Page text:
Mut. Life Ins. Co. of NY v. Tailored Woman

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309 N.Y. 248 (1955)

Mutual Life Insurance Company of New York, Appellant-Respondent, v. Tailored Woman, Inc., Respondent-Appellant.

Court of Appeals of the State of New York.

Argued May 26, 1955.

Decided July 8, 1955

George A. Spiegelberg and Robert H. Preiskel for appellant-respondent.

M. James Spitzer, Philip Feldman and Irving Fliegler for respondent-appellant.

DYE, FULD, FROESSEL and VAN VOORHIS, JJ., concur with DESMOND, J.; BURKE, J., dissents in an opinion in which CONWAY, Ch. J., concurs.


The facts of this controversy, and the issues, are set forth and discussed in the Appellate Division opinion. We will limit ourselves to a statement of our views on the principal questions of law.

Since plaintiff is suing for additional percentage rental under the 1939 ten-year lease of the three lower floors of 742 Fifth Avenue, New York City, it must base its claim on the covenants of that lease. Two only of those covenants are pertinent. We *252 take them up in turn. The 4% percentage rental was to be paid on all sales made "on, in, and from the demised premises". After, by separate leases made in 1945, defendant had taken over from plaintiff part of the fifth floor (and the eighth floor, not involved here), defendant made it a practice to pay commissions, on fur sales made on the fifth floor, to salespeople on the lower floor who sent customers to the fifth-floor fur department. We think it not unreasonable to hold, with the Appellate Division, that such sales were, within the lease's intent, made "from" the main store and so subject to percentage rent. Such sales may be considered "main store" sales, as if a clerk in response to a telephone call took merchandise to a customer's home, and there effected a sale. It would be going too far, though, to hold that all fur sales were made "from" the lower store simply because, as hereinafter more fully explained, the fur department was moved up to the fifth floor after that floor had been "integrated" with the main store.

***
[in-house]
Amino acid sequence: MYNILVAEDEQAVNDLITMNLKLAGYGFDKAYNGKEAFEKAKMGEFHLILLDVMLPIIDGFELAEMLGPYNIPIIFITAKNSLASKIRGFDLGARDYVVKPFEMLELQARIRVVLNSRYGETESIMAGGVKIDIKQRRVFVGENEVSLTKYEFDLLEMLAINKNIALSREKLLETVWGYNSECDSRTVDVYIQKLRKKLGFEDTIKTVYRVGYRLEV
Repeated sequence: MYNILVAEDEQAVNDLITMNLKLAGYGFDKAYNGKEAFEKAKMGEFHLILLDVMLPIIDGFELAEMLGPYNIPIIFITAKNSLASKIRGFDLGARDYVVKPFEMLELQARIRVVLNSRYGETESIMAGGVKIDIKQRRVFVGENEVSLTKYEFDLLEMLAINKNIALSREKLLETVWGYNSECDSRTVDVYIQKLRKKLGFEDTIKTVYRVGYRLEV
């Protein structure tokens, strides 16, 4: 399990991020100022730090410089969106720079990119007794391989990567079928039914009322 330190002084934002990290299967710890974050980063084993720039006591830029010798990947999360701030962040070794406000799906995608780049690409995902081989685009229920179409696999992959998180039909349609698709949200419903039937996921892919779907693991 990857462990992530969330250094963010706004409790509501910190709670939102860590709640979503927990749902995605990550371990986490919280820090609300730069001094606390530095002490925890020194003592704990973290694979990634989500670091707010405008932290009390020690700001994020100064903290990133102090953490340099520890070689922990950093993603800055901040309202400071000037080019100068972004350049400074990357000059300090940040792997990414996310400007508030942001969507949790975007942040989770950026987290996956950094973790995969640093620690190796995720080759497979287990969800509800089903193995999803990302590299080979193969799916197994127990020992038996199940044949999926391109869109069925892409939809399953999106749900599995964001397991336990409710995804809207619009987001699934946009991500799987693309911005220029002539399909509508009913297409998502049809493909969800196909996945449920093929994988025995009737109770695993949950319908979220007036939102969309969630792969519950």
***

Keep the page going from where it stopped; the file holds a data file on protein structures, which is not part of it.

By the other language (of the 1939 percentage lease) which we find pertinent, the tenant promised that the store it would conduct in the lower three floors would "at all times contain a stock of first class merchandise" and would "be conducted and maintained in a manner substantially similar to the Tenant's present store at #729 Fifth Avenue" (that is, the store across the street from which defendant was moving). That verbiage is to be read with the purpose clause (of that same 1939 lease) which prescribed the sale of all kinds of women's apparel and accessories. Here, again, we agree with the Appellate Division that no more was intended than an agreement that there should be conducted, on the three lower floors of 742 Fifth Avenue, under the percentage lease, a woman's clothing shop of the same general character as defendant's store across the street. If plaintiff had desired further restrictions as to kinds of merchandise, etc., it should have insisted on them. Absent fraud or trickery (and the findings properly say there was none), defendant could carry on its business in the way that suited it so long as it did not deviate from those very broad and general lease specifications.